If you wish to discuss further, please feel free to contact me.
Transportation Services Department
City of Ottawa
Second email to Transportation Services Department – January 28
Sent: Tuesday, January 28, 2020 7:14 PM
To: Transportation Services Department; ‘Bay Ward / Quartier Baie’ <email@example.com>
Cc: ‘Kavanagh, Theresa’ <Theresa.Kavanagh@ottawa.ca>;
Subject: RE: Carling and Burke Intersection
Thank you for your answer and my apologies for the delayed response. I wanted to consult my colleagues and go back to the field to study a bit more the feasibility of the idea in context of what you mentioned in your message.
At the location in question (Carling/Burke), there are bus stops for bus route 66 on both sides of the road. These are used by double-decker busses who load and unload transit users on the paved shoulder. So, I would be extremely surprised if its load bearing were inadequate for general traffic. If accommodating an island would mean restricting heavy truck traffic on that stretch of Carling due to subgrade issues, and diverting trucks onto Moodie/417/March Road, I would think that it would be a fairly acceptable compromise since there is hardly any such heavy truck traffic in this corridor. I realize that Carling is designated as a truck route right now, but that’s not what I observe in the field.
Please also note that the pavement at the proposed island location actually goes beyond the shoulder to accommodate a bus waiting area (at least on the North side, I couldn’t check the South side due to snow cover). Therefore, accommodating bike users on the shoulder while widening the vehicular roadway should not be a trouble, and definitely would not require ditch re-alignment. Please have a look on site to get a feel. The right-of-way is HUGE, so I would be once again extremely surprised if the proposed solution would encompass such major undertakings as you represent below.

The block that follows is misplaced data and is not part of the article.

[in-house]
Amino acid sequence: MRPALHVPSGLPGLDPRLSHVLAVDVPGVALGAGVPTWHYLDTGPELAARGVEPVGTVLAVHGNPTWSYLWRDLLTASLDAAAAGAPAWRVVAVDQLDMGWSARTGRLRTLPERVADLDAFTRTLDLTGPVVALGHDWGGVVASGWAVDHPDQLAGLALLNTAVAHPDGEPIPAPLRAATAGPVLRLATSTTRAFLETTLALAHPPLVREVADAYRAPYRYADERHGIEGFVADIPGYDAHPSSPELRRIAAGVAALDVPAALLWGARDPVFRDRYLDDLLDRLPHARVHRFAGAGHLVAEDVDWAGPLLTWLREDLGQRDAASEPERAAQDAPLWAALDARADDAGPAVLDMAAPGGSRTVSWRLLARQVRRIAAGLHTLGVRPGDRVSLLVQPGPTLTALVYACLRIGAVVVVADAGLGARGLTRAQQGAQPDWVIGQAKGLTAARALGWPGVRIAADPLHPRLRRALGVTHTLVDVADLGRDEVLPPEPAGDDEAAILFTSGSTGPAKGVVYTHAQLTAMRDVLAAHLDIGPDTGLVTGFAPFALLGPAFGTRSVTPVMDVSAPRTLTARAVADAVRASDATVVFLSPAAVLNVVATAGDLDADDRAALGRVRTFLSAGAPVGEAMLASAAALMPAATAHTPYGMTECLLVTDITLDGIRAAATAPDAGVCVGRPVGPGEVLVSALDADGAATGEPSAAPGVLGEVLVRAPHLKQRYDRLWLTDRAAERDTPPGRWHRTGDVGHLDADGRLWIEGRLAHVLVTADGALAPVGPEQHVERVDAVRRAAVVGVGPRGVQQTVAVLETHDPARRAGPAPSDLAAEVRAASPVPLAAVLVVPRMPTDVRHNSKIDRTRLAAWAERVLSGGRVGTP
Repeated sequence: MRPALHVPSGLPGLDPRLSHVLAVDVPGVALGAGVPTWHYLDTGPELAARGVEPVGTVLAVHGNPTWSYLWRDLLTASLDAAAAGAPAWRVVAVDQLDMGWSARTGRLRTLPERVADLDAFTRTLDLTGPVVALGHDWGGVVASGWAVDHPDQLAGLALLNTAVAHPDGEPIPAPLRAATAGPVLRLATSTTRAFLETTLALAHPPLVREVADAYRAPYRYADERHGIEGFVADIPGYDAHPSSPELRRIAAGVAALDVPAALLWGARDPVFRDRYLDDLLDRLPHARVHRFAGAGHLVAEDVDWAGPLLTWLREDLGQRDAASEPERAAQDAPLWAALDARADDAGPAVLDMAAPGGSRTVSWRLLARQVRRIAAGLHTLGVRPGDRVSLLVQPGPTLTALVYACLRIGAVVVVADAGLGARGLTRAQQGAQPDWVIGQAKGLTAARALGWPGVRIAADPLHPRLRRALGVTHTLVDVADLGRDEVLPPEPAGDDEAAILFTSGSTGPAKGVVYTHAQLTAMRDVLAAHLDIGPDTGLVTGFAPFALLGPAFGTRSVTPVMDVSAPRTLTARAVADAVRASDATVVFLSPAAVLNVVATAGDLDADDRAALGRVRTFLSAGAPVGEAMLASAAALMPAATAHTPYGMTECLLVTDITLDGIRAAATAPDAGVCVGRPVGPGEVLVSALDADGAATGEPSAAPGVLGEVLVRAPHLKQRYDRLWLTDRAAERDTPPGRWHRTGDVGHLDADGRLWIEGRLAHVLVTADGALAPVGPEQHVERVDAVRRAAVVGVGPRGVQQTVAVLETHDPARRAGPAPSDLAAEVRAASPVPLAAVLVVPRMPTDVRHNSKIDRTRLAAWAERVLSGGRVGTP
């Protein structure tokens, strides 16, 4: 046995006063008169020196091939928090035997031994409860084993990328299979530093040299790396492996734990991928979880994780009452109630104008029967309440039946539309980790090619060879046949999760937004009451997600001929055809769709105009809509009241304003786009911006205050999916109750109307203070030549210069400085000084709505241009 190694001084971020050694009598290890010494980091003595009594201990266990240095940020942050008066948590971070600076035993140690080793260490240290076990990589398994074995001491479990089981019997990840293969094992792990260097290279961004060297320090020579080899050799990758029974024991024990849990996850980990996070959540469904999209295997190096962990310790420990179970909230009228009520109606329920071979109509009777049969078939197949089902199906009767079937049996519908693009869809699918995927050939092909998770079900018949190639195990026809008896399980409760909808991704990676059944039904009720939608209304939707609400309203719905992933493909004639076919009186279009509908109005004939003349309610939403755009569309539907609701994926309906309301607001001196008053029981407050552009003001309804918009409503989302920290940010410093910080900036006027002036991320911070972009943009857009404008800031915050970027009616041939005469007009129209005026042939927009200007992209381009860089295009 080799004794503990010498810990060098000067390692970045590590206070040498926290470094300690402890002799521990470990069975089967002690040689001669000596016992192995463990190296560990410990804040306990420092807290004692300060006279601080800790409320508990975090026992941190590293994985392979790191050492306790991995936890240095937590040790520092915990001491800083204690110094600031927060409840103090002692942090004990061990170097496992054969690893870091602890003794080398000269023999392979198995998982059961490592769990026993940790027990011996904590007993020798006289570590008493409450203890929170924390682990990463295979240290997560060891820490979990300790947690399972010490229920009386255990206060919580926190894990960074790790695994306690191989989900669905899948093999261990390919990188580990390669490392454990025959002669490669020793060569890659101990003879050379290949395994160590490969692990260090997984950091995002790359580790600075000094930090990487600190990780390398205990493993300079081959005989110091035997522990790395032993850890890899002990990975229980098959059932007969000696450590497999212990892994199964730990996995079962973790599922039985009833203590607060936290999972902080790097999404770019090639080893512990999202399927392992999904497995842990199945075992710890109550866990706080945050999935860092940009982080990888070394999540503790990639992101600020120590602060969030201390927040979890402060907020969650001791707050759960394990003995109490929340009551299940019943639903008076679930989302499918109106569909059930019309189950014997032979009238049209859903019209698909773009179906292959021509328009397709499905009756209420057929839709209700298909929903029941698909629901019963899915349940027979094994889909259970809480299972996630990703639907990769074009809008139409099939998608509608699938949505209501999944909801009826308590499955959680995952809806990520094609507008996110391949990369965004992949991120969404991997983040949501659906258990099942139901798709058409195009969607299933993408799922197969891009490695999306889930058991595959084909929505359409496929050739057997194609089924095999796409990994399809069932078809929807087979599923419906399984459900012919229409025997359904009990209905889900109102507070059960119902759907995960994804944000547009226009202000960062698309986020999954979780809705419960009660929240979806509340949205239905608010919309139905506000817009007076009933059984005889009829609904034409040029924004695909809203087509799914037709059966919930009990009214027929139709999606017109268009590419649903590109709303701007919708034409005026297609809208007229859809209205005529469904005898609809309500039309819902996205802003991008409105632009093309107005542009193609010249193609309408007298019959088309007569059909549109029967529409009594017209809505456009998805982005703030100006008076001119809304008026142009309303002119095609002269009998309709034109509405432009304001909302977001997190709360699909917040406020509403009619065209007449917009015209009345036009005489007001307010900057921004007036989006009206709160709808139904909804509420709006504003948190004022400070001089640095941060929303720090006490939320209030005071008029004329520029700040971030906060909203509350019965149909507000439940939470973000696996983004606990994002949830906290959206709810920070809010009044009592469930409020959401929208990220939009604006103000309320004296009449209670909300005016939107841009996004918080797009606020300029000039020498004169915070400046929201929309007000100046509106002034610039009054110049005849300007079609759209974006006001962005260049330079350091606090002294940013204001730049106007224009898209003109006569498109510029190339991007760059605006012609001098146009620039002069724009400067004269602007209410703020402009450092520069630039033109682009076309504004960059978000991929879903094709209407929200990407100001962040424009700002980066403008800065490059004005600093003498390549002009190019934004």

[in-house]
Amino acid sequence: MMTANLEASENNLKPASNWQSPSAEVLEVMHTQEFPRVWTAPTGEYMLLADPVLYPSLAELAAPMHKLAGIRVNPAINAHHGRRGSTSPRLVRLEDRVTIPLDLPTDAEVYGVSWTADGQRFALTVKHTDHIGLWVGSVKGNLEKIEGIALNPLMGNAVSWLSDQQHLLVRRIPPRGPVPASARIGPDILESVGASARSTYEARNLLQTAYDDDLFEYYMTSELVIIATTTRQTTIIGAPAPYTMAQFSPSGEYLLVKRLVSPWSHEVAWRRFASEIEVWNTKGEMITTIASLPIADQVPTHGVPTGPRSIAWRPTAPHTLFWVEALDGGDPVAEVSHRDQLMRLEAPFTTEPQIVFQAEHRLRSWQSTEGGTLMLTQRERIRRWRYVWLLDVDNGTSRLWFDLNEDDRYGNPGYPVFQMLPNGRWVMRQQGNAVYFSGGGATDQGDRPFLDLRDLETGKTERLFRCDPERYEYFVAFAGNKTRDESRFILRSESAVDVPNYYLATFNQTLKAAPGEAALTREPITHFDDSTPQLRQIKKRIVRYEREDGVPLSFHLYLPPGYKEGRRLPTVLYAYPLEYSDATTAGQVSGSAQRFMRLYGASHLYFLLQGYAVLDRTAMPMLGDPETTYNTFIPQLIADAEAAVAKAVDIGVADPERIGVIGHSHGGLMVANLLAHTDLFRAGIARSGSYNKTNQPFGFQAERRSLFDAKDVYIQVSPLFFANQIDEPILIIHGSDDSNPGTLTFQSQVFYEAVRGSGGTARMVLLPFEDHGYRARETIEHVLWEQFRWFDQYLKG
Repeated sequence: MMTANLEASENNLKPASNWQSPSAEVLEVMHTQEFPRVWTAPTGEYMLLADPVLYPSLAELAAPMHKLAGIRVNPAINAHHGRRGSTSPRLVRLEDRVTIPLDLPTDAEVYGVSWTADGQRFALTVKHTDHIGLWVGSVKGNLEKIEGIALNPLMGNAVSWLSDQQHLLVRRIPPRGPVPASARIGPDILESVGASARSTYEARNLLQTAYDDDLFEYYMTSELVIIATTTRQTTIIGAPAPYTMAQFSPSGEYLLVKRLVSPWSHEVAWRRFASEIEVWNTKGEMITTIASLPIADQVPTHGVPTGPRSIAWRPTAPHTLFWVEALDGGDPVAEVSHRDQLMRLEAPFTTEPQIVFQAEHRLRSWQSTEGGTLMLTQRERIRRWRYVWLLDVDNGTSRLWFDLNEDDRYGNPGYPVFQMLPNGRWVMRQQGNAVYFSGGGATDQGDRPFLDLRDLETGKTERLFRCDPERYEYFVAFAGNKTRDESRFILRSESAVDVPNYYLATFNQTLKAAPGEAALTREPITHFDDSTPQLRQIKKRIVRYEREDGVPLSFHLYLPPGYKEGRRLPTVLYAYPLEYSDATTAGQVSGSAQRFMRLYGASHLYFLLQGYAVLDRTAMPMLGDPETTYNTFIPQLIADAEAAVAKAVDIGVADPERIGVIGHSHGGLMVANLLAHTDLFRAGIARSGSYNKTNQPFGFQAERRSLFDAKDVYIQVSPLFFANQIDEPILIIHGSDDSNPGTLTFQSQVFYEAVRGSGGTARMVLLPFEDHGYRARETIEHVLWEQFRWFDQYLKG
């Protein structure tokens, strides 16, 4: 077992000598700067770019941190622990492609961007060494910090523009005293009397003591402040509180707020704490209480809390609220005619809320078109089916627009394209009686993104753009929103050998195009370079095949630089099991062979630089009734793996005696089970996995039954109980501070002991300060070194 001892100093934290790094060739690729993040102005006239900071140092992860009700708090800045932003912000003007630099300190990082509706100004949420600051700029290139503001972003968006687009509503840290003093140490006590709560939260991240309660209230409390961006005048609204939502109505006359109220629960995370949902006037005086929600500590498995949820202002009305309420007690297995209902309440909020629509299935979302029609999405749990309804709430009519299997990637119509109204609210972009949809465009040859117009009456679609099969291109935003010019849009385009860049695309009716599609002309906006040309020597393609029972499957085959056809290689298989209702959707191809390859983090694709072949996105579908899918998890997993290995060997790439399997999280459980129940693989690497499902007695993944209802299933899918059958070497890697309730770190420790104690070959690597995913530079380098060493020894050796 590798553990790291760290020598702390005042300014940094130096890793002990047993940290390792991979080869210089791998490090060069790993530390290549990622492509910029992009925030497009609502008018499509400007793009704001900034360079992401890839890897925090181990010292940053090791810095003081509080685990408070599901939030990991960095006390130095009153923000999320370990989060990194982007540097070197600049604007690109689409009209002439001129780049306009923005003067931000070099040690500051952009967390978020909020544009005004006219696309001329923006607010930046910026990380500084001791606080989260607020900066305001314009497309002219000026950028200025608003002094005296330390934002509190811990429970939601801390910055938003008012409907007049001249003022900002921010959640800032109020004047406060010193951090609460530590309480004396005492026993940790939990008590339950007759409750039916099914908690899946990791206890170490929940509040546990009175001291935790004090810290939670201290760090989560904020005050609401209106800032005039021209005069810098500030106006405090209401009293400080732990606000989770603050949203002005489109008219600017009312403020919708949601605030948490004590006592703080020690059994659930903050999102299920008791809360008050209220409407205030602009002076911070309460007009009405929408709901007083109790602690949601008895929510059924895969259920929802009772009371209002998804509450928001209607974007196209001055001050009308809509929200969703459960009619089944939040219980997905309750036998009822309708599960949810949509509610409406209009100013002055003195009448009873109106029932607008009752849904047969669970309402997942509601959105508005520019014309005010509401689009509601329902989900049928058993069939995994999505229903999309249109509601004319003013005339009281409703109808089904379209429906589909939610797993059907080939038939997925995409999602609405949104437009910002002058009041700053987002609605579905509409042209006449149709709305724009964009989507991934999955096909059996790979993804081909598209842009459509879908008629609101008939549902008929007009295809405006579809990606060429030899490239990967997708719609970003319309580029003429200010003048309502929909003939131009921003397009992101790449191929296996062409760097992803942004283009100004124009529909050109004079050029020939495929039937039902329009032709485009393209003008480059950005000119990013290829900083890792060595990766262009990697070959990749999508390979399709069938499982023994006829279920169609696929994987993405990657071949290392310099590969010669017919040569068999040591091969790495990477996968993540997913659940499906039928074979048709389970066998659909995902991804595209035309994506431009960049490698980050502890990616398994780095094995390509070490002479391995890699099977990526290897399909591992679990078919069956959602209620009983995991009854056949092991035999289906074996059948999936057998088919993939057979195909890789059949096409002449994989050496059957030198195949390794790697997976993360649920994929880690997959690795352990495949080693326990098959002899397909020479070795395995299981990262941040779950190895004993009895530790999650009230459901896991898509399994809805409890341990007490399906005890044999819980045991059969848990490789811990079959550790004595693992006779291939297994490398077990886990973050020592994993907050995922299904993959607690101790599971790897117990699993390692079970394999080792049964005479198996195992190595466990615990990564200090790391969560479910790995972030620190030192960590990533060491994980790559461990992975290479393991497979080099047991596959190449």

Finally, on the topic of speed, and therefore the need for an extended tapering of the island feature, I would be strongly in favor of a speed reduction to 60km/h in that area, which would be more in-line with having residential homes lining one side of the street, and Carling/Herzberg crossing approaching. And if space were an issue, I could also see a non-symmetrical taper feature extending only on the approaching side of the island (i.e. taper on the North lane Westboud and on the South lane Eastbound) as opposed to extended tapers on both sides.
I do not think that waiting (until something dramatic happens that is) would be an acceptable strategy here. Riding on the shoulder is quite unpleasant and dangerous (Have you tried it in rush hour traffic? Grazed by vehicles driving at 80+km/h and trying to survive the infamous CN bridge narrows? Honestly, I currently make a 2km detour on Corkstown to avoid that part of my on-road commute [for the short and painful period when snow makes my otherwise extraordinarily pleasant on-trail commute impassable]). I would strongly encourage the city’s traffic department to be as proactive and creative as possible in support of active transportation, and to reconsider this island project by investing just a bit more time to dig further (and maybe pay a visit on-site to get a feel for it).
Third email to Transportation Services Department – January 30
Sent: January 30, 2020 9:19 PM
To: Transportation Services Department
Just as a quick follow-up to my earlier note, I went onsite again today and took a few measures. The vehicular roadway width is 7.2m, while the paved right-of-way (vehicular portion + shoulder) is approximately 12m wide. At the bus stop on the North side of the road, pavement extends a few feet further, but there does not appear to be any sub-layer.